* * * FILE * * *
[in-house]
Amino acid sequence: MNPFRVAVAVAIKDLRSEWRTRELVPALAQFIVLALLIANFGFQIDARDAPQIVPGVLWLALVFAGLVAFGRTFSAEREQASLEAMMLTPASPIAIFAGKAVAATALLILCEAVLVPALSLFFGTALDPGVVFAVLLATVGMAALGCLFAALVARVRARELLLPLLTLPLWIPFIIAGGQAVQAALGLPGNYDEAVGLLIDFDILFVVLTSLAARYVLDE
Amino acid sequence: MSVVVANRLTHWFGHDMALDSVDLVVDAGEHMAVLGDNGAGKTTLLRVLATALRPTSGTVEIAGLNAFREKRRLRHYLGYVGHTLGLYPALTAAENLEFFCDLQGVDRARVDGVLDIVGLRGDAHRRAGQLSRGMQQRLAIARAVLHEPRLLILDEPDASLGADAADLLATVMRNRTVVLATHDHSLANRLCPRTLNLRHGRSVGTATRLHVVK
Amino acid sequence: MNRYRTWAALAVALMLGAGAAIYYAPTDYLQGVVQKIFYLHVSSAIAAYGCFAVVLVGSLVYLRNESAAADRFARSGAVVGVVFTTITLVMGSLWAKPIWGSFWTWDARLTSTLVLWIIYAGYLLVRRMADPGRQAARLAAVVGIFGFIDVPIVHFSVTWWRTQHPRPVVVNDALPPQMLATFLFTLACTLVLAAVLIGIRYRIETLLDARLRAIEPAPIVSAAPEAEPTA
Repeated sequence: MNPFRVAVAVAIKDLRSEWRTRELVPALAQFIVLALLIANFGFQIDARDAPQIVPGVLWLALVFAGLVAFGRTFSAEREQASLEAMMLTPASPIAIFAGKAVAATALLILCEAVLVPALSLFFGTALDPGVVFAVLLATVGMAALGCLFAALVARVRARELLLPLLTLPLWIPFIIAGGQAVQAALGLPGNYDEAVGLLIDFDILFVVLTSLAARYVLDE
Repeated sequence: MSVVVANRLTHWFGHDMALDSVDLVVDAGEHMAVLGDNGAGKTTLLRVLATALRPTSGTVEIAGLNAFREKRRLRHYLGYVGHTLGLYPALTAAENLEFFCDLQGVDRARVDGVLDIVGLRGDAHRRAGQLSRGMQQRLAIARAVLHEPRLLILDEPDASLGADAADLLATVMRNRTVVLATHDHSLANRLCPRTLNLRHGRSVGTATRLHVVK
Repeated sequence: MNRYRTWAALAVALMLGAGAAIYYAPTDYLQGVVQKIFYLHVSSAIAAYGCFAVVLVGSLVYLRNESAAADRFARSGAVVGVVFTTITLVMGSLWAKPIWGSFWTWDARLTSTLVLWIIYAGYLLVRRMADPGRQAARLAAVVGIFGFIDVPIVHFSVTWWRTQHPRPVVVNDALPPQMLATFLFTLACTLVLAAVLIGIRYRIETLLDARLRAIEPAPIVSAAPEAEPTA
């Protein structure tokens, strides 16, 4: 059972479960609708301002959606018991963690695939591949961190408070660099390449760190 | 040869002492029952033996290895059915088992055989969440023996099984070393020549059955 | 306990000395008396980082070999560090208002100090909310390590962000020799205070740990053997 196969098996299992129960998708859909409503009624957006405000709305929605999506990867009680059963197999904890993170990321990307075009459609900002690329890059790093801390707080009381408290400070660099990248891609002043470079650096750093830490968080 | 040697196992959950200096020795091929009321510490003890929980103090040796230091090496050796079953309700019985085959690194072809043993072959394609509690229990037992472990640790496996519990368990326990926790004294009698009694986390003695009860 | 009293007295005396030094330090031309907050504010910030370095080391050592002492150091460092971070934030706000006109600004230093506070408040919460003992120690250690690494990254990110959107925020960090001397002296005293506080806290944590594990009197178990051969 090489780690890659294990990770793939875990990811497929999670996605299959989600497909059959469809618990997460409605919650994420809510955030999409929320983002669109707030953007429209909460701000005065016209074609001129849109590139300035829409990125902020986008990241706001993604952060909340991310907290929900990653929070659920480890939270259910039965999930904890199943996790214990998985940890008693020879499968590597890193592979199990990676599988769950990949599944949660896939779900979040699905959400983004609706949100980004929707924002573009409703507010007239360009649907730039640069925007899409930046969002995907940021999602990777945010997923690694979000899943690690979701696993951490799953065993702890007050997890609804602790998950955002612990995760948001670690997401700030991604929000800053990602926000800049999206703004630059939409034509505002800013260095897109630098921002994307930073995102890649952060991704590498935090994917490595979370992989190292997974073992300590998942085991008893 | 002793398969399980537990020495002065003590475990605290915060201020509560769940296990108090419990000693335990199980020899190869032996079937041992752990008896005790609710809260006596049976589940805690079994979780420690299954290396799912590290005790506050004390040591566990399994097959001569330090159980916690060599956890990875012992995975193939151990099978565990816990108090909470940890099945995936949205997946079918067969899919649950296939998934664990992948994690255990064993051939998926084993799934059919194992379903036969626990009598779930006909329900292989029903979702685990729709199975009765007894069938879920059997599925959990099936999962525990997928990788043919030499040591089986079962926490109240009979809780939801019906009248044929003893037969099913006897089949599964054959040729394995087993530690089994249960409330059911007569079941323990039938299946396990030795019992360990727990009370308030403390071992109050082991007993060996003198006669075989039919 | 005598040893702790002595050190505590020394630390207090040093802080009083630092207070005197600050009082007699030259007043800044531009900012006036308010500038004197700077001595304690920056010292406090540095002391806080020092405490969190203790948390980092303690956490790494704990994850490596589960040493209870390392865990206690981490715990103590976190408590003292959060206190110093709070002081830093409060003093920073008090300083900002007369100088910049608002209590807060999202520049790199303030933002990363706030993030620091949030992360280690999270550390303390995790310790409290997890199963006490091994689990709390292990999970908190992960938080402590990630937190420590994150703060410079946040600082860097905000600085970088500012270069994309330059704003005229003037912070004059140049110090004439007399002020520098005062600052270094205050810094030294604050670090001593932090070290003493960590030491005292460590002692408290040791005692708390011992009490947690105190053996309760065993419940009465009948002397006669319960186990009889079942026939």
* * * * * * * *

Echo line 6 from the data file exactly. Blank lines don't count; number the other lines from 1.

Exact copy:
Repeated sequence: MSVVVANRLTHWFGHDMALDSVDLVVDAGEHMAVLGDNGAGKTTLLRVLATALRPTSGTVEIAGLNAFREKRRLRHYLGYVGHTLGLYPALTAAENLEFFCDLQGVDRARVDGVLDIVGLRGDAHRRAGQLSRGMQQRLAIARAVLHEPRLLILDEPDASLGADAADLLATVMRNRTVVLATHDHSLANRLCPRTLNLRHGRSVGTATRLHVVK